It would be a shame if the legislature that tried to bombard a redistricting plan that had no sense and was obviously developed by a meat cutter, there would be a tragedy if there could not be some good after this incident. That would be to pass Senator Whitmire's [Page: H4243]
legislation on unanimous consent. Forgive me if I am suggesting a procedural point that is not allowed in the Texas senate.
But if it is to be considered in that manner, I would encourage my friends in Texas to take up Senator Whitmire's bill and to have those individuals released. If that is not the case, then what would be the best thing to occur? Mr. Governor, Governor Perry, why do you not do the right thing and why do you not, by executive order, ask that these individuals be pardoned and released from the prison, because it has been shown without a doubt that the sentences that they have been rendered are sentences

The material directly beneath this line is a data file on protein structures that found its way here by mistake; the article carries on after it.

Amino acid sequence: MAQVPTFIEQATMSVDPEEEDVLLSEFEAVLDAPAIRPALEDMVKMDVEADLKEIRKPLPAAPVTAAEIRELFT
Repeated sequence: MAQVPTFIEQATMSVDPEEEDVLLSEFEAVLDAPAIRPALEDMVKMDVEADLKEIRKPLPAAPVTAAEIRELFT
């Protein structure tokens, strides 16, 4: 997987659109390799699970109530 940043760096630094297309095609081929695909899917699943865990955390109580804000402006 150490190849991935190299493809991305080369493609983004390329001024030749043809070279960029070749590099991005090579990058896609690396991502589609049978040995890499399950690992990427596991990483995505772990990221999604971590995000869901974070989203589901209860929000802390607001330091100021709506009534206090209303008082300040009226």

that are inappropriate, and that they have been convicted on false charges, and that they should be released?
It is very important that we do so, and I hope that out of the work of Senator Whitmire, out of the hearing we will have in the Committee on the Judiciary, I hope that we will find an opportunity, if you will, to release these innocent persons.
I had the opportunity to meet the mother and another individual, I believe, that had been impacted, of some of the incarcerated persons. What a sad occasion that mothers were celebrating Mother's Day without their children. Some mothers had two and three and four children arrested, convicted, and jailed. What an outrage.